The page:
Testing Turing’s theory of morphogenesis in chemical cells Author Affiliations Edited by Tom C. Lubensky, University of Pennsylvania, Philadelphia, PA, and approved January 29, 2014 (received for review November 25, 2013) A correction has been published Significance Turing proposed that intercellular reaction-diffusion of molecules is responsible for morphogenesis. Abstract Alan Turing, in “The Chemical Basis of Morphogenesis” [Turing AM (1952) Philos Trans R Soc Lond 237(641):37–72], described how, in circular arrays of identical biological cells, diffusion can interact with chemical reactions to generate up to six periodic spatiotemporal chemical structures. Footnotes Author contributions: N.T., N.L., C.G., M.H., I.R.E., and S.F. designed research; N.T., N.L., C.G., G.B.E., and S.F. performed research; N.T., N.L., C.G., M.H., and S.F. analyzed data; and N.T., G.B.E., I.R.E., and S.F. wrote the paper.
History of evolutionary thought Evolutionary thought, the conception that species change over time, has roots in antiquity, in the ideas of the ancient Greeks, Romans, and Chinese as well as in medieval Islamic science. With the beginnings of biological taxonomy in the late 17th century, Western biological thinking was influenced by two opposed ideas. One was essentialism, the belief that every species has essential characteristics that are unalterable, a concept which had developed from medieval Aristotelian metaphysics, and that fit well with natural theology. The other one was the development of the new anti-Aristotelian approach to modern science: as the Enlightenment progressed, evolutionary cosmology and the mechanical philosophy spread from the physical sciences to natural history. Following the establishment of evolutionary biology, studies of mutation and variation in natural populations, combined with biogeography and systematics, led to sophisticated mathematical and causal models of evolution.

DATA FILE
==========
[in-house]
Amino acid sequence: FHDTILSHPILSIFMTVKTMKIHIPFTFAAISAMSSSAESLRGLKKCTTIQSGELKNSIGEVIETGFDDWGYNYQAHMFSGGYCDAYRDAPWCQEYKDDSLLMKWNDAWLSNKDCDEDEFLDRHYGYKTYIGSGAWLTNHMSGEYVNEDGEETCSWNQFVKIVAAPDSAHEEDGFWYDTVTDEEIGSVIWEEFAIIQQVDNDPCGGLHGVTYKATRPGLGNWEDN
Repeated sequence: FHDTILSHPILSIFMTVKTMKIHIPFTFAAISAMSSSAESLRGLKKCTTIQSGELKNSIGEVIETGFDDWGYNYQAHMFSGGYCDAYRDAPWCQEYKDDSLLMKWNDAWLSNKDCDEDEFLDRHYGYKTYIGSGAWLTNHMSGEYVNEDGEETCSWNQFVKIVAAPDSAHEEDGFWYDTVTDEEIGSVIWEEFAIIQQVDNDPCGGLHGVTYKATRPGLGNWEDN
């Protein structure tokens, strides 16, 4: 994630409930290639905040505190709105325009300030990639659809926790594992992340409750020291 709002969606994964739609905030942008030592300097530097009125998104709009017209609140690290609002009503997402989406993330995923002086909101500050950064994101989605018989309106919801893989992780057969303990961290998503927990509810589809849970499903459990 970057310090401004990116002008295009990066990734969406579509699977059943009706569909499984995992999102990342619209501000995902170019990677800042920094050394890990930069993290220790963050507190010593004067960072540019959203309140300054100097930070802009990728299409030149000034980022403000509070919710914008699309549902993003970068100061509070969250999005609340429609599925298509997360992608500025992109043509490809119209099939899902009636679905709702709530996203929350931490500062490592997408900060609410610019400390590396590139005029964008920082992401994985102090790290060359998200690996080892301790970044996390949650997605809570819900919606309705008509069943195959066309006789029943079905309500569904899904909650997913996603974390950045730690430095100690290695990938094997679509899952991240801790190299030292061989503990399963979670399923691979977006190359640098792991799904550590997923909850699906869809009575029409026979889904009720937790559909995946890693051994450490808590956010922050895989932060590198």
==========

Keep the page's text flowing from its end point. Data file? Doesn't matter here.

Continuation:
Edheads - Activate Your Mind! Environmental Sciences Europe 2014, 26:14 Republished study: long-term toxicity of a Roundup herbicide and a Roundup-tolerant genetically modified maize This report describes the first long-term (2-year) rodent (rat) feeding studyinvestigating possible toxic effects arising from consumption of an R-tolerant GM maize(NK603) and a complete commercial formulation of R herbicide. The aims of thisinvestigation were essentially twofold. First, to evaluate whether the signs oftoxicity, especially with respect to liver and kidney functions, seen after 90 days'consumption of a diet containing NK603 R-tolerant GM maize [3, 7] escalated into serious ill health or dissipated over an extended period oftime. Second, to determine if low doses of full commercial R formulation at permittedlevels were still toxic, as indicated by our previous in vitro studies [8, 9]. The previous toxicity study with NK603 maize employed only this GM crop thathad been sprayed with R during cultivation . What is also evident from our data is that ill effects were not proportional to the doseof either the NK603 GM maize ± R or R alone.
Evolution Here then is the beta version of my strip about evolution. This is a chapter of the book Science Stories which will be out from Myriad Editions next spring. I'm sure there'll be mistakes here, so do feel free to point them out, so that I can make the necessary changes. Note Oct 2013.